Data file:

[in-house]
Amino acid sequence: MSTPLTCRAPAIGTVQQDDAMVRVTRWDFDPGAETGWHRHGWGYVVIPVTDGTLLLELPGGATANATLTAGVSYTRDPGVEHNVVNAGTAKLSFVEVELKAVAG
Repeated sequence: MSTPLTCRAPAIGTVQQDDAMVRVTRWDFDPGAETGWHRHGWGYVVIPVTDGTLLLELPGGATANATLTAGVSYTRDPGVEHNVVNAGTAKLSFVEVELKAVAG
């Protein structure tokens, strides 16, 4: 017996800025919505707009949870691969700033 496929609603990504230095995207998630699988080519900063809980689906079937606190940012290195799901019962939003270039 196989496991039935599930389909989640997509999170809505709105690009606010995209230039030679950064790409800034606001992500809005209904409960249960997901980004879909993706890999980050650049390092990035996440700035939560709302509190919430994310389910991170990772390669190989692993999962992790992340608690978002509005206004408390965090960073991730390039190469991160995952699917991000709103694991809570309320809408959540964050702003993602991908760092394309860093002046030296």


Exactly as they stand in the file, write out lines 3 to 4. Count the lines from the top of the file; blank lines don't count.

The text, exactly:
Repeated sequence: MSTPLTCRAPAIGTVQQDDAMVRVTRWDFDPGAETGWHRHGWGYVVIPVTDGTLLLELPGGATANATLTAGVSYTRDPGVEHNVVNAGTAKLSFVEVELKAVAG
């Protein structure tokens, strides 16, 4: 017996800025919505707009949870691969700033 496929609603990504230095995207998630699988080519900063809980689906079937606190940012290195799901019962939003270039 196989496991039935599930389909989640997509999170809505709105690009606010995209230039030679950064790409800034606001992500809005209904409960249960997901980004879909993706890999980050650049390092990035996440700035939560709302509190919430994310389910991170990772390669190989692993999962992790992340608690978002509005206004408390965090960073991730390039190469991160995952699917991000709103694991809570309320809408959540964050702003993602991908760092394309860093002046030296």